There are no guarantees that the candidates on the Republican side of the aisle will win the election.
The 2016 election was fought on a razor-thin margin, with less than 40 percent of precincts reporting.
But that is not because Republicans are not competitive.
Trump won the election with nearly 80 percent of the vote.
In 2012, Mitt Romney won with just over 60 percent of voters, and President Barack Obama won the popular vote with less that 55 percent.
That makes the election a tossup.
The problem is, a lack of support for the establishment candidates is not an anomaly.
Republican voters are increasingly divided over the party’s nominees, and the results could be the tipping point that sends Trump over the edge.
In the past month, at least 13 Senate races have come down to the wire.
And at least five have been close.
Here are the top five Senate races to watch:1.
Sen. Jeff Flake of Arizona: If the election were held today, Flake would be the Republican nominee for the Senate, a job he held until last year.
Flake has been an outspoken opponent of President Donald Trump and his policies, but the Arizona senator has been reluctant to commit to any of his colleagues in the Senate if the president is elected.
Flake is a moderate who has supported the president on multiple issues, including on immigration, trade and infrastructure.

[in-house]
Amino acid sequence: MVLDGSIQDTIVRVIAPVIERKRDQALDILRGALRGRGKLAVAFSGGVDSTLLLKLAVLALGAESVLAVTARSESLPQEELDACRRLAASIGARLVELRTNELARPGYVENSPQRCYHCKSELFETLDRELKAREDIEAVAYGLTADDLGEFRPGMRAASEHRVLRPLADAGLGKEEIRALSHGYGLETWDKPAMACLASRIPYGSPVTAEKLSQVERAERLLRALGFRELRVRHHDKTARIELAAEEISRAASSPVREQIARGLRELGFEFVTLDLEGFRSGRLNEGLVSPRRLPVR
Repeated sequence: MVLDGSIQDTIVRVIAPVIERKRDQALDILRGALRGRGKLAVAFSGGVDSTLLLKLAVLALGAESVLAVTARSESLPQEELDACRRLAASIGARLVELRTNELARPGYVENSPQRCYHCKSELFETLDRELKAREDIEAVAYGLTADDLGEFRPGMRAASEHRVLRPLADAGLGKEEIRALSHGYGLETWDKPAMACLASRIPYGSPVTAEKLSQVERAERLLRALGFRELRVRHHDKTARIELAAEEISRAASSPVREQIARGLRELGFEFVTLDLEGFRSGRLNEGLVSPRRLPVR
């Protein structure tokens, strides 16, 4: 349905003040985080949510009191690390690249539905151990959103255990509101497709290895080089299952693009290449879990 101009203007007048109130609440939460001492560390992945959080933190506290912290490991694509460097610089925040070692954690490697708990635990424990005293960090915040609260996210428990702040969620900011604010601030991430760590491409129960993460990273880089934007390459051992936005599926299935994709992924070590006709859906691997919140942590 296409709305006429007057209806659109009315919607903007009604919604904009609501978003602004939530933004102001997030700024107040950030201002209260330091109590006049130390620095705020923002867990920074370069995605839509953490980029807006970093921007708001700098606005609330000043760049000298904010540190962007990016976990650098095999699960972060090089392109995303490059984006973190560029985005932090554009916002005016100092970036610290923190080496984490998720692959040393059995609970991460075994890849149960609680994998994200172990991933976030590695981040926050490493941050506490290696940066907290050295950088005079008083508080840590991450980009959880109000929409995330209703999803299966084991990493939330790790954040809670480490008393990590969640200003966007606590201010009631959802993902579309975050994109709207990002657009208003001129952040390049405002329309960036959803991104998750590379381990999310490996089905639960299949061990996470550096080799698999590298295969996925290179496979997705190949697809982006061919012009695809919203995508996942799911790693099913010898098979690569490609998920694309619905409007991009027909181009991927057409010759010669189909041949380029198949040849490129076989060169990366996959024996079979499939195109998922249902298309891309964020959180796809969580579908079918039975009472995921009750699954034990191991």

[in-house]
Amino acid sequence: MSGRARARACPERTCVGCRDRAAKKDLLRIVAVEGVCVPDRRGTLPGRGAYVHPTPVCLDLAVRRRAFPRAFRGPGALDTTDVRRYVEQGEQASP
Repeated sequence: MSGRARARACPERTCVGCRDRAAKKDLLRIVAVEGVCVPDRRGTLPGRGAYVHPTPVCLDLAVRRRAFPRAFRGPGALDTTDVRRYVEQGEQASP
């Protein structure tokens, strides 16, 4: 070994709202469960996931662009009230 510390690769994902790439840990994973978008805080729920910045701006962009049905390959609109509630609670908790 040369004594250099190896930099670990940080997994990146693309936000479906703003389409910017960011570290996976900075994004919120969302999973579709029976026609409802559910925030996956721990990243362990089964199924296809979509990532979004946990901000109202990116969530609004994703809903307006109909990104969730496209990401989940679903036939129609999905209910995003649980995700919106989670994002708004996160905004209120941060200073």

The Arizona senator is also viewed favorably by many conservatives, but he faces a formidable opponent in Rep. John Culberson.
Trump is also expected to win the state in November.2.
Sen of South Dakota: Sen. Lindsey Graham of South Carolina has won the Democratic nomination for the seat he is seeking in 2018.
Graham has been a staunch supporter of Trump’s policies and has been among Trump’s most vocal critics in Congress.
He has supported some of the president’s signature legislative initiatives, including the repeal of the Affordable Care Act and tax cuts for the wealthy.
But he has been less than enthusiastic about Trump’s agenda, which includes a $1 trillion infrastructure bill.3.
Sen from Maine: Sen Jeff Merkley of Oregon has won his seat in 2018, and he is widely seen as the establishment candidate.
Merkle is one of Trump and Trump’s closest allies, and a longtime Trump ally and adviser.
He is one the president has been calling a “good friend” for years.
Merko’s support for Trump has made him popular with Democrats.
He could be vulnerable if Trump is elected president.4.
Sen Robert Menendez of New Jersey: Menendez is the Democratic incumbent in the seat of New York Sen. Chuck Schumer.
Menendez, who has long been a critic of Trump, is a former prosecutor and has defended the president against a number of Trump-related charges.
Menenberg is widely viewed as a moderate Democrat and is expected to be one of the few senators who vote against Trump.5.
Sen Susan Collins of Maine: The first female Republican to hold the seat, Collins is expected in the race to represent Maine.
Collins is a staunch Trump critic and has expressed concerns about Trump administration policies.
She is also one of a handful of Senate Republicans who are expected to vote against any attempt to repeal the Affordable Health Care Act.